Thursday, February 25, 2016
Something Rotten in Bernie Sanders’ Medicare-for-All PlanSomething is rotten in the state of Denmark
Bernie Sanders envisions his Medicare –for-All plan as something akin to what exists in Denmark, where universal coverage prevails, where its 5.7 million people are among the happiest in the world, where there is a high per capital income level, where there is a high level of social equality, and where the rich pay more than their fair share in income taxes.
In other words, in the eyes of Bernie Sanders, Denmark is a state of domestic and health care bliss. Perhaps that is why, at first blush, 50% of Americans like the idea of a single payer system with no premiums, no co-pays, no out-of-pocket costs. But the approval rating drops to 24% when Americans know the trade-offs – higher taxes for all, including the middle and lower classes, giving up employer coverage, and being subject to more government controls.
For the whole story, read the following from Kaiser Health News ( Jordan Rau, “Support for Sanders’ Single Payer Plan Drops with Control and Cost Concerns,” February 25, 2015)
“The poll from the Kaiser Family Foundation found that 50 percent of Americans favored the single-payer idea, but support was highly partisan: seven of 10 Democrats and two in 10 Republicans liked it. (KHN is an editorially independent program of the foundation.) However, only 24 percent of people would like to establish such a plan if given other options, including expanding the existing Affordable Care Act, according to the poll. A majority of Democrats favor the incremental approach rather than creating a universal government plan.”
“Campaign-style attacks on a plan like the one proposed by Sanders could wither its general popularity, the poll found. Support was reduced by nearly half when people were told that a single-payer plan would increase taxes or “give the government too much control over health care.” Support also dropped substantially after people were told a government plan would require eliminating or replacing the existing health care law.”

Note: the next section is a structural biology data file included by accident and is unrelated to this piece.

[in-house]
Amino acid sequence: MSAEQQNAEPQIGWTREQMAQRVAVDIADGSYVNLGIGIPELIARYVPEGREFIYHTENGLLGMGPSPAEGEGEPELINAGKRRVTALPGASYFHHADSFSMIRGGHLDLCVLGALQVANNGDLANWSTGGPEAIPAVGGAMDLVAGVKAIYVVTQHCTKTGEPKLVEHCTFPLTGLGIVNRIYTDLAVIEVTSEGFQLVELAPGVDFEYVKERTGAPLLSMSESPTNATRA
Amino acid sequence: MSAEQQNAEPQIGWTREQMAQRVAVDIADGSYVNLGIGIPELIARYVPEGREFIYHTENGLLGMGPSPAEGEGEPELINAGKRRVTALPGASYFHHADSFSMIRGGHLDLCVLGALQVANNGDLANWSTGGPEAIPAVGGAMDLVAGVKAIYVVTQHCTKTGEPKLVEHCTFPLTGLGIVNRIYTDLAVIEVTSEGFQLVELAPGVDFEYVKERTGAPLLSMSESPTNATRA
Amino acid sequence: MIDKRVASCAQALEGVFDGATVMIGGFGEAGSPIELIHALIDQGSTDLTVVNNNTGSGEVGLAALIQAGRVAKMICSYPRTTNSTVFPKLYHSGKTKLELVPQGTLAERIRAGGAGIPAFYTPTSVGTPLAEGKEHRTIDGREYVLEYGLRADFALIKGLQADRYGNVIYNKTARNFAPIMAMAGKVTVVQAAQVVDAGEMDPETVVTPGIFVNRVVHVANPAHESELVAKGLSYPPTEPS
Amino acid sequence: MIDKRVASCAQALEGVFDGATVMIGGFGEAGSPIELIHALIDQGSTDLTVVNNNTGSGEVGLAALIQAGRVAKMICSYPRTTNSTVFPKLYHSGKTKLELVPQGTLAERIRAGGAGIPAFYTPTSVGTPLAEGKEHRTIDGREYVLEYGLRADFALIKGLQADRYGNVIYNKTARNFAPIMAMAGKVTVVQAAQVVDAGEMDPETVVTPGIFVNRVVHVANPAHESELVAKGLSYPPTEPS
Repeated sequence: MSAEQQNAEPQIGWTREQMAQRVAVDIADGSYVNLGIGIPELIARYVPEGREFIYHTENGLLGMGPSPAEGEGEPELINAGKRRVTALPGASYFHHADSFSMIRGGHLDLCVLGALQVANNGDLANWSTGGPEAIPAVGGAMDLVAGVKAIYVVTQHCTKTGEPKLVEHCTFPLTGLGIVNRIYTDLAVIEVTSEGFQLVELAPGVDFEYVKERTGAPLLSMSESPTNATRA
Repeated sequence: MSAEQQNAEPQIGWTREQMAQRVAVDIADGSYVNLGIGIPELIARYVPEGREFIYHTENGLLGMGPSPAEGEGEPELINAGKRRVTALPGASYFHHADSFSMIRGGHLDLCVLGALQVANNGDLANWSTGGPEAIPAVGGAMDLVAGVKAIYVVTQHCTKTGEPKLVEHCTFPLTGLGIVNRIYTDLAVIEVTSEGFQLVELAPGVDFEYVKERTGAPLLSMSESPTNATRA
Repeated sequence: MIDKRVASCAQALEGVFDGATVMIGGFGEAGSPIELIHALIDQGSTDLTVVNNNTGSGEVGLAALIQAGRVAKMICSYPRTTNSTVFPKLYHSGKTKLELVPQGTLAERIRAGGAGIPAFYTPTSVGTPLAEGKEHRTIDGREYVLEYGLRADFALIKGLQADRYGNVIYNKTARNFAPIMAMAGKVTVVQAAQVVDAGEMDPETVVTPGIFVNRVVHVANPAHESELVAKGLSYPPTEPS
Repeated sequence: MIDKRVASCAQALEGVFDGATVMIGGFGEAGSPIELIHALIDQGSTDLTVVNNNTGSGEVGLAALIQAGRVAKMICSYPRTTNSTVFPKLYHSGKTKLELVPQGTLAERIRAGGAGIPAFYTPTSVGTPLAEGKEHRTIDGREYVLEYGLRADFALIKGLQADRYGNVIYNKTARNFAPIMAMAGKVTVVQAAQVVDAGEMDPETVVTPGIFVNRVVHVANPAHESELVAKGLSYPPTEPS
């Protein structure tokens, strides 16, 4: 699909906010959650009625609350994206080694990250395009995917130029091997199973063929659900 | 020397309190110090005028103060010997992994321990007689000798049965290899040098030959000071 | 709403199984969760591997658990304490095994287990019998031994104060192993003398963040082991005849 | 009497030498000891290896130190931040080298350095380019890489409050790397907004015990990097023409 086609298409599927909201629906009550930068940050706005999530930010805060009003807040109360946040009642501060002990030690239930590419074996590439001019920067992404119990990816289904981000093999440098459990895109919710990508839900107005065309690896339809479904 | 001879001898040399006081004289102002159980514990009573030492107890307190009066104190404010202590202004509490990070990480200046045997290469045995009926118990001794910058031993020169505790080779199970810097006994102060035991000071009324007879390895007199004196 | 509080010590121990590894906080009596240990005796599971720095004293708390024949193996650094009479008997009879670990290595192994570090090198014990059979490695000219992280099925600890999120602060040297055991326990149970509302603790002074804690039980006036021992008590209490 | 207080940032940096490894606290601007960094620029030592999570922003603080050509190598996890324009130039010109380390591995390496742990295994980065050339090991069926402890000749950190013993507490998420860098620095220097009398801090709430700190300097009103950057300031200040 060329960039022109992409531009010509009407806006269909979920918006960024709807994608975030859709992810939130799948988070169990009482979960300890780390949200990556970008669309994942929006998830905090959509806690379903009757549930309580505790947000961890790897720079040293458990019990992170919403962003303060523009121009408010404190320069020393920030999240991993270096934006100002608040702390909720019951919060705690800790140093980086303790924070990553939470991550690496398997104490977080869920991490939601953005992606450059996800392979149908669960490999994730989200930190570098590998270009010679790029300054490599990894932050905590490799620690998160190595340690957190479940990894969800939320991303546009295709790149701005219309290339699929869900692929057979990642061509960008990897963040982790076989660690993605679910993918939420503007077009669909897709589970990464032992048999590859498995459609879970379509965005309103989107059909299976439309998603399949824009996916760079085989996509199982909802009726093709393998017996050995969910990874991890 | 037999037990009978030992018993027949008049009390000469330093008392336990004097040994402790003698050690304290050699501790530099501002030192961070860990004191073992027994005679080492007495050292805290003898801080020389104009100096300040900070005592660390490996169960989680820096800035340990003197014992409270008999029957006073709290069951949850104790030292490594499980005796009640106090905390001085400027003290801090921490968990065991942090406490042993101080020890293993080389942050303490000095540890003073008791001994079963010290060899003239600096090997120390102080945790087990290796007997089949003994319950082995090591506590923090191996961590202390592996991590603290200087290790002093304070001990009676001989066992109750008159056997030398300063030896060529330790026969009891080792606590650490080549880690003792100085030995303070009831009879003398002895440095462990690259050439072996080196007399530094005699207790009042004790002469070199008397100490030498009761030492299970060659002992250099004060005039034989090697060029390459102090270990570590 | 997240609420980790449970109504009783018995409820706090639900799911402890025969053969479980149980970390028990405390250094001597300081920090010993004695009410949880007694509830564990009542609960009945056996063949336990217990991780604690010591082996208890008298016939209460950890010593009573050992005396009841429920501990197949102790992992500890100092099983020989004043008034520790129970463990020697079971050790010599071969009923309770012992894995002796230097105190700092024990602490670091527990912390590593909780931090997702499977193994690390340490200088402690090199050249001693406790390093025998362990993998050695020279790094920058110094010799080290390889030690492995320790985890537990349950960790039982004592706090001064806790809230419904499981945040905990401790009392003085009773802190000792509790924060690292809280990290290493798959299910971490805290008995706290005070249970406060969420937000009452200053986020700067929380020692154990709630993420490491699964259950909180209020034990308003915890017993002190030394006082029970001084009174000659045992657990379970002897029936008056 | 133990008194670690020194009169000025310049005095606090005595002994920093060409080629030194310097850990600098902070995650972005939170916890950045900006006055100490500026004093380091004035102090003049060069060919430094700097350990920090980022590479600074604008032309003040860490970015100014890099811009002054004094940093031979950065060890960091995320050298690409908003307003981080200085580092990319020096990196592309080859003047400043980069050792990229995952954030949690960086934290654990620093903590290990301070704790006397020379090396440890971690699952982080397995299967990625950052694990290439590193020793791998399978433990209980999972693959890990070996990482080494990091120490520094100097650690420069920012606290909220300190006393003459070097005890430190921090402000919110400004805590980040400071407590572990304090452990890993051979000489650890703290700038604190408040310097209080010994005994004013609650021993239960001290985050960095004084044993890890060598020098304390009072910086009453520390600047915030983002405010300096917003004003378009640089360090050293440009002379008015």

”Some of those opposed to a single government plan could be swayed by positive arguments, such as it would guarantee all Americans have insurance as a basic right or that the plan would eliminate premiums, copays and other costs borne by employers or individuals. At most, 13 percent were converted to favoring the idea, leaving 30 percent still opposed.”
”The words used to describe a single-payer plan also affected opinions, the poll found. “Medicare-for-all” was the most popular, with 64 percent of Americans responding positively. “Guaranteed universal health coverage” appealed to 57 percent of people. Only 44 percent liked “single-payer health insurance system” and 38 percent liked “socialized medicine.”“Most Americans think that if guaranteed universal coverage through a single government plan was put into place, uninsured and low-income people would be better off, but there is little consensus among the public about how it would impact their care personally,” the pollsters wrote,"